SAP announced its third-quarter results for 2020 and reported that total revenue was down 4% to $7.7 billion year-over-year. As COVID-19 continues to play a role in the economy and in how businesses transform—or don’t—SAP looks to adapt and reimagine its strategy going forward.

The software company additionally reported that although cloud revenue continued to grow by 10%, it was down from 19% in Q2. SAP has also revised its 2020 forecast and pushed out its 2023 ambitions two years to 2025. The pandemic has affected nearly every business, large or small, and SAP is no exception. With that noted, SAP has committed to co-innovating with partners and reinventing how businesses run in a digital world.

“COVID-19 is an inflection point for our customers,” SAP CEO Christian Klein said. “For most of our 400,000 customers, resiliency is achieved not just by accelerating the move to the cloud, but, more importantly, requiring a fundamental change in how their businesses operate end-to-end. It means transforming every process for the digital world, from the customer-facing go-to-market function all the way to supply chain management. And SAP is uniquely positioned to partner with our customers to make this transformation happen.”

ASUG identified five things that customers should know based on conversations with industry analysts and based on what we heard in the SAP Q3 2020 earnings call.

1. SAP S/4HANA Remains at the Core

According to a joint study between ASUG and DSAG completed earlier this year, the biggest benefits to adopting SAP S/4HANA include improved performance and optimization of existing business processes—both of which are important, especially during a time of uncertainty. So it comes as no surprise that SAP reported that it added more than 500 SAP S/4HANA customers in Q3, taking the total adoption to more than 15,100 customers—up 20% year-over-year. Of these customers, more than 8,100 are live.

According to the Q3 2020 quarterly statement, more than 45% of the additional SAP S/4HANA customers were net new. “This speaks, first, for the competitiveness of the solution,” Klein noted. “But second, that in the years to come, we will win further market share not only in SAP S/4HANA, but we also will double down on HR, procurement, and on focused areas in customer experience. We also will innovate in the industry cloud.”

ERP is at the core of the SAP Intelligent Enterprise, and SAP needs to continue to focus on innovation as well as on integration to remain competitive. Den Howlett of Diginomica wrote, “While it [SAP] has convinced itself that customers want to remain on-premises for its core SAP S/4HANA solution, the tide of architectural design says otherwise. It is no longer the case that customers cannot get off their on-premises software, it's a case that they must. In SAP's case, this means it has to architect for the cloud rather than simply handing over the infrastructure component to the hyperscalers and assuming that lift and shift will save the day.”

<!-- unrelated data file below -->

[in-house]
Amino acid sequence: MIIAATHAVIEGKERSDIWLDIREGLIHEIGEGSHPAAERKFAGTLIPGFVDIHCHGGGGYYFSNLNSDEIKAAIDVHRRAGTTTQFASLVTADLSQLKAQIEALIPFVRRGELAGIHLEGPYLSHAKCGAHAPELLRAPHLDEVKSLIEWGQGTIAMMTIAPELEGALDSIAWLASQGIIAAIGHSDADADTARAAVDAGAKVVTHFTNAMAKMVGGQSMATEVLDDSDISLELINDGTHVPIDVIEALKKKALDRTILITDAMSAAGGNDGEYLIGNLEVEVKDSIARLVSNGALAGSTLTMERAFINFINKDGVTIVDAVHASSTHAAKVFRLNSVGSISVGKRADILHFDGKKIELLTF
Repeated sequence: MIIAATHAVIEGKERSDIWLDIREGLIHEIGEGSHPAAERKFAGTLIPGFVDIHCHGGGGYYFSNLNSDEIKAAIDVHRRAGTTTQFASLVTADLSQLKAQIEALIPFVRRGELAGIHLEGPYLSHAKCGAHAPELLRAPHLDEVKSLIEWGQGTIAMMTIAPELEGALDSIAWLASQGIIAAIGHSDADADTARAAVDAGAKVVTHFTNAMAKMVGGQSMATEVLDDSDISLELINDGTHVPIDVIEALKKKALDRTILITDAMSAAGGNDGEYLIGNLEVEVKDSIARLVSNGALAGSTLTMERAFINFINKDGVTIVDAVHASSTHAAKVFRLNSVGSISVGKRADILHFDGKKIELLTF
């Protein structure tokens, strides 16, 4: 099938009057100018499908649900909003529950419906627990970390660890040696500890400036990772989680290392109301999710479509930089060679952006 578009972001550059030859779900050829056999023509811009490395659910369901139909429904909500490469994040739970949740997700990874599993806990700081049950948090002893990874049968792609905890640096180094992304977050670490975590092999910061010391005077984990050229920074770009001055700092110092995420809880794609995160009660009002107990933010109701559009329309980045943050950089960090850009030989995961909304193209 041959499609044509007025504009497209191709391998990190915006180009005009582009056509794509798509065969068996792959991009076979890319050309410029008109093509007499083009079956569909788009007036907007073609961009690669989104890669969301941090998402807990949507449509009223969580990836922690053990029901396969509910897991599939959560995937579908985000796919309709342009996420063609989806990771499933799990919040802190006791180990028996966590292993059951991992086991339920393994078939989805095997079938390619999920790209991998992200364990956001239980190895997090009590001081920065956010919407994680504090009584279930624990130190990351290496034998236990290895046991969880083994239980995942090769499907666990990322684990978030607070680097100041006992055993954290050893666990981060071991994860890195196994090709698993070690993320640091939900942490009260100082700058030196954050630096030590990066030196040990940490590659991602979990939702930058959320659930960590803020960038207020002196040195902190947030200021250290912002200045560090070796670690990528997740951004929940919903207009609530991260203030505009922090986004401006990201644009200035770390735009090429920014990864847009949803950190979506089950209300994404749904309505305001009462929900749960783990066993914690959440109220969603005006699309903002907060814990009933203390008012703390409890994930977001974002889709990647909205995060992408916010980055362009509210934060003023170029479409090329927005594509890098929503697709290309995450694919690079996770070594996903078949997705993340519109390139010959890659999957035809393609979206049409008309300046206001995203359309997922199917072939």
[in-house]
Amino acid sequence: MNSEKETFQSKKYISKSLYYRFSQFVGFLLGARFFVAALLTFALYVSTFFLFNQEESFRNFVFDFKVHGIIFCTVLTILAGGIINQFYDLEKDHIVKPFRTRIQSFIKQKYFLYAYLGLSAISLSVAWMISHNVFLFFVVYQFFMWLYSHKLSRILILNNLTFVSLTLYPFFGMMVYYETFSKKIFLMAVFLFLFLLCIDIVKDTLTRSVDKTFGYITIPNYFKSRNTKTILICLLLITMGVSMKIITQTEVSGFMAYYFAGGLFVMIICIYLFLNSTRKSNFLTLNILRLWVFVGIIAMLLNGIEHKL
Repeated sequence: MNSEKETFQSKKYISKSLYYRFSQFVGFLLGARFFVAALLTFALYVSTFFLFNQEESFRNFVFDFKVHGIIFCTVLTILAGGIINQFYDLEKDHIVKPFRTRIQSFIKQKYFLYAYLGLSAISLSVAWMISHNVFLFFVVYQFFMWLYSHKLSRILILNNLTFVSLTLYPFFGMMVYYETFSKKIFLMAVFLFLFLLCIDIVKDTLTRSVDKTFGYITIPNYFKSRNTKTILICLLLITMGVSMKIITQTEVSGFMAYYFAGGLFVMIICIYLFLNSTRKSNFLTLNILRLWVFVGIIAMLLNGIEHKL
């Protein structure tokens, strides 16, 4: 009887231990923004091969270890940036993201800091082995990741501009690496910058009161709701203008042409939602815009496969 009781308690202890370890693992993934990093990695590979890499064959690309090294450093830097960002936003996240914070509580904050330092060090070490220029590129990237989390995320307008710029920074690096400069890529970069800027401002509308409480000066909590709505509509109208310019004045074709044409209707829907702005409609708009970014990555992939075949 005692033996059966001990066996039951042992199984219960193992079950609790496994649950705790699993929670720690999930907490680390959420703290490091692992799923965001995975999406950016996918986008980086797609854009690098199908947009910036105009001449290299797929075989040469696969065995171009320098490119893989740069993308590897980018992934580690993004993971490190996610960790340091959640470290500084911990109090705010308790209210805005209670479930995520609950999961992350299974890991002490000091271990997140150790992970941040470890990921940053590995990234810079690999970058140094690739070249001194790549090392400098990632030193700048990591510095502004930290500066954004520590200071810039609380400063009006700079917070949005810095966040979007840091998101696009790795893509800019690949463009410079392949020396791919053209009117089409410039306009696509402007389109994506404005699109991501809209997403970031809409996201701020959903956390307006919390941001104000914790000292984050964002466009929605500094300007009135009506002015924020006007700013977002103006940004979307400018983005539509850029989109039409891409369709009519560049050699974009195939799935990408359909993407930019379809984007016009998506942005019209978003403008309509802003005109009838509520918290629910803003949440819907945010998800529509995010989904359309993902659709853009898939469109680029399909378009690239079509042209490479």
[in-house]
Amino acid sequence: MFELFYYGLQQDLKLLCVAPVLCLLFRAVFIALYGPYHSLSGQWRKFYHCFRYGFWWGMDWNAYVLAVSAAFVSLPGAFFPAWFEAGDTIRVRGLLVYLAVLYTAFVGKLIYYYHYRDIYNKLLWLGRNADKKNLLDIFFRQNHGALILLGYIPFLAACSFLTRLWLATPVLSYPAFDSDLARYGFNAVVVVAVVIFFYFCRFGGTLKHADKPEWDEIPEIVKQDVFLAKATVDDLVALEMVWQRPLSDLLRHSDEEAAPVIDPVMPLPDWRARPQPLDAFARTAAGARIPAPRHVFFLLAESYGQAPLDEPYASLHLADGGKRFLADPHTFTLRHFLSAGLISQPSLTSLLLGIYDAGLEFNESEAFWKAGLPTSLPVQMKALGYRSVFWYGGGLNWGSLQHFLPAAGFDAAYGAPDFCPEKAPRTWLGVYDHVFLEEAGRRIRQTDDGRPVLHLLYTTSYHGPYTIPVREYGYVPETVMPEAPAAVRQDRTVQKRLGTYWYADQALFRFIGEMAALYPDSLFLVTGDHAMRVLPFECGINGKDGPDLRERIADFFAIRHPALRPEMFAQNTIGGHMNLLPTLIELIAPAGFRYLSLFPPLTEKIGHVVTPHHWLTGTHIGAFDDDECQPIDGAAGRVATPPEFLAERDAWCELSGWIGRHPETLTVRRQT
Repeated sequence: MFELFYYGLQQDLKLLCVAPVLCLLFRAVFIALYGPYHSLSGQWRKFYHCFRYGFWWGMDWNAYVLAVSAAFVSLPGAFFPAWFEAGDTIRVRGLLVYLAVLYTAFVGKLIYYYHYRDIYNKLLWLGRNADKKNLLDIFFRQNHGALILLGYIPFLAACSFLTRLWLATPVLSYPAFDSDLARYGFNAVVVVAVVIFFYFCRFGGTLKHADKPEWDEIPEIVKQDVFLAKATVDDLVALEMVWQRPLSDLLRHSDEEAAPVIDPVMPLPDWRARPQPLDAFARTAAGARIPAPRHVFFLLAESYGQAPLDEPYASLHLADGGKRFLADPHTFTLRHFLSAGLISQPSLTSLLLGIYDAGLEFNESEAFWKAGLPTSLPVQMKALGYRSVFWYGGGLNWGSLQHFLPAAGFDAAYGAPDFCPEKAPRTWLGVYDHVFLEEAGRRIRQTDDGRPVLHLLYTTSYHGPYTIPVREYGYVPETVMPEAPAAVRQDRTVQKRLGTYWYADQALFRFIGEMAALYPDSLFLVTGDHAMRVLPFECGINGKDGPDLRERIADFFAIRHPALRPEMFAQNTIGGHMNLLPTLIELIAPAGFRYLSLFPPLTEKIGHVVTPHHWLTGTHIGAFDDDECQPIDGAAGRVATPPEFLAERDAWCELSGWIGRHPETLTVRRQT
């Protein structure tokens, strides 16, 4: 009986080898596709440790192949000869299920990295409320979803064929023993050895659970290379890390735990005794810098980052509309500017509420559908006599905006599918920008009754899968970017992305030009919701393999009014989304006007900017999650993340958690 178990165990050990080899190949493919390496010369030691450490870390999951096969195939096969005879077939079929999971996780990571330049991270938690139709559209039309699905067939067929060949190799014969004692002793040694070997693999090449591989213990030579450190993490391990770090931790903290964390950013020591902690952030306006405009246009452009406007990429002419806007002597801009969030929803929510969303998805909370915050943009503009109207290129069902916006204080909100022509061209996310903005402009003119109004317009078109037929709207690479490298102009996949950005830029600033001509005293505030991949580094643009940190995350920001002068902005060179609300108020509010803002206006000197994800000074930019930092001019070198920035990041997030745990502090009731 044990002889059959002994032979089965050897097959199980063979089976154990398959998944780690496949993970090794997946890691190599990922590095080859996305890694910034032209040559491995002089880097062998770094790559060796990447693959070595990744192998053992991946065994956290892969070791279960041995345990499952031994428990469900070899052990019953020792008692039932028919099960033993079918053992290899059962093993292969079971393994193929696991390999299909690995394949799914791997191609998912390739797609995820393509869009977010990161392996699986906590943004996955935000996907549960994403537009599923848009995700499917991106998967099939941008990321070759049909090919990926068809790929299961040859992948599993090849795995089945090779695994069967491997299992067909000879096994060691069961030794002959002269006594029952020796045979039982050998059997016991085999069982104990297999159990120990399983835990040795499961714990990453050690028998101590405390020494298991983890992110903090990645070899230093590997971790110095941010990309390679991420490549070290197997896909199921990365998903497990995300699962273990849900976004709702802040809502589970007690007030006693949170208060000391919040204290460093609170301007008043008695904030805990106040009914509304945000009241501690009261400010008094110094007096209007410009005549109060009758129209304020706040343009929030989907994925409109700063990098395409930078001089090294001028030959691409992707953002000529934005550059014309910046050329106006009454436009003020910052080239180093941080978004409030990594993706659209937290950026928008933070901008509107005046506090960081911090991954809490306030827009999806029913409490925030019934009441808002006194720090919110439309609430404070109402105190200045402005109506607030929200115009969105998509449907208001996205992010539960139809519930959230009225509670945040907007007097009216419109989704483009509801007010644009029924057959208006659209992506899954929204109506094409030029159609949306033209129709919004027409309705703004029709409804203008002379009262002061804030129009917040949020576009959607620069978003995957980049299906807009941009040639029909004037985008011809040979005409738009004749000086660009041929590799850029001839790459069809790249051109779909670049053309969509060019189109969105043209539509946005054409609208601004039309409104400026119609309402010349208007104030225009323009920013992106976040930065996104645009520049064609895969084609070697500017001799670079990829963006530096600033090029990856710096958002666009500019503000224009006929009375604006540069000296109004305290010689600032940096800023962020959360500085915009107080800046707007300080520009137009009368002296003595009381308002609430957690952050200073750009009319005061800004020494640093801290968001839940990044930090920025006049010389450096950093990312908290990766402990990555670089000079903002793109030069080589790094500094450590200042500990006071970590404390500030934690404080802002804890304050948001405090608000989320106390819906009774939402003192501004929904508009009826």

2. The Big Move Is to the Cloud: Pack a Bag!

Although cloud revenue decreased from Q2 to Q3, it is still on the upswing, as is SAP’s commitment to focus on it. Among the positives, SAP continues to see rapid growth in categories such as commerce, supply chain, Qualtrics, and the SAP Business Technology Platform. The company did see a decline, however, with its intelligent spend business management solution, as well as with SAP Concur. None of this should come as a surprise, considering the current business landscape.

During the earnings call, Klein noted that SAP will “accelerate transition to the cloud,” targeting more than $26 billion in cloud revenue by 2025 and expand the share of more predictable revenue to approximately 85%.

As the pandemic has forced a change in the way businesses operate, SAP believes there has been and will continue to be a shift in customer preference to cloud consumption and subscription licensing.

“We have always been the leading on-premise application platform,” Klein said. “Thousands of partners and customers have built applications and extensions on SAP for almost 50 years. Our intention is to repeat that for the cloud and to position SAP as the leading cloud platform to transform and change the way enterprises work in the digital age. To get there, we have put a lot of work into our cloud platform, and we will continue to invest in innovation.”

“ASUG’s research of SAP customers has shown that the cloud is the future for the majority of our members, and I don’t see that changing,” said Geoff Scott, ASUG CEO. “The transition to the cloud for many SAP customers has, in many cases, accelerated during 2020, as the necessity of flexible technology systems and operations has come to the forefront.”

3. The Shift from a Software Licensing Model to a Subscription Licensing Model

As part of its strategy to move its large-scale, on-premise ERP workloads to the cloud, SAP is also making changes to its licensing model.

SAP CFO Luka Mucic noted, “the first important point to understand is that what we'll be doing now is different.” Moving customers from on-premise to the cloud will require also moving them out of the upfront software licensing model and into the ratable subscription licensing model. Mucic added, “This makes financial sense because we're increasing customer lifetime revenue as we're expanding our role from a software vendor to a cloud provider for a significant part of our portfolio. This means we not only deliver software and support services, but also the required IT infrastructure and operational services.”